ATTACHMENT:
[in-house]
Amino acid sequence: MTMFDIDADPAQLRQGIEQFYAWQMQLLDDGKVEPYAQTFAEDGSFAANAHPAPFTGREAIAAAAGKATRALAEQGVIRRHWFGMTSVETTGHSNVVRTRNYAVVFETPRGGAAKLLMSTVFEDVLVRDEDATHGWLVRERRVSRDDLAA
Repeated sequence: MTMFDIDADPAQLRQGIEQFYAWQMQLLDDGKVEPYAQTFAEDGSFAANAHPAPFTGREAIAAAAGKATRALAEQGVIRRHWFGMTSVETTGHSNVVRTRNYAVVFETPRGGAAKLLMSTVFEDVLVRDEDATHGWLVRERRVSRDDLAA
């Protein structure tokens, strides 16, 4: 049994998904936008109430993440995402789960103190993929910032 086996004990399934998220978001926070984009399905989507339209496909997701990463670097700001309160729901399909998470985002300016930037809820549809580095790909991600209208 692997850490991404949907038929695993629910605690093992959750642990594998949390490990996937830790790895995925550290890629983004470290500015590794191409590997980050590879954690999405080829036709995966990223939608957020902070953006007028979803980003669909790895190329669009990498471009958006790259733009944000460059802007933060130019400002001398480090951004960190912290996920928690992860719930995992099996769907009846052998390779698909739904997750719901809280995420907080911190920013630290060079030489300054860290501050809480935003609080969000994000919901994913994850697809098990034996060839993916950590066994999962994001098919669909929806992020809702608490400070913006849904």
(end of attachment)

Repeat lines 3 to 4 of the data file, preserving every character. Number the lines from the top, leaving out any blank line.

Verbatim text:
Repeated sequence: MTMFDIDADPAQLRQGIEQFYAWQMQLLDDGKVEPYAQTFAEDGSFAANAHPAPFTGREAIAAAAGKATRALAEQGVIRRHWFGMTSVETTGHSNVVRTRNYAVVFETPRGGAAKLLMSTVFEDVLVRDEDATHGWLVRERRVSRDDLAA
């Protein structure tokens, strides 16, 4: 049994998904936008109430993440995402789960103190993929910032 086996004990399934998220978001926070984009399905989507339209496909997701990463670097700001309160729901399909998470985002300016930037809820549809580095790909991600209208 692997850490991404949907038929695993629910605690093992959750642990594998949390490990996937830790790895995925550290890629983004470290500015590794191409590997980050590879954690999405080829036709995966990223939608957020902070953006007028979803980003669909790895190329669009990498471009958006790259733009944000460059802007933060130019400002001398480090951004960190912290996920928690992860719930995992099996769907009846052998390779698909739904997750719901809280995420907080911190920013630290060079030489300054860290501050809480935003609080969000994000919901994913994850697809098990034996060839993916950590066994999962994001098919669909929806992020809702608490400070913006849904």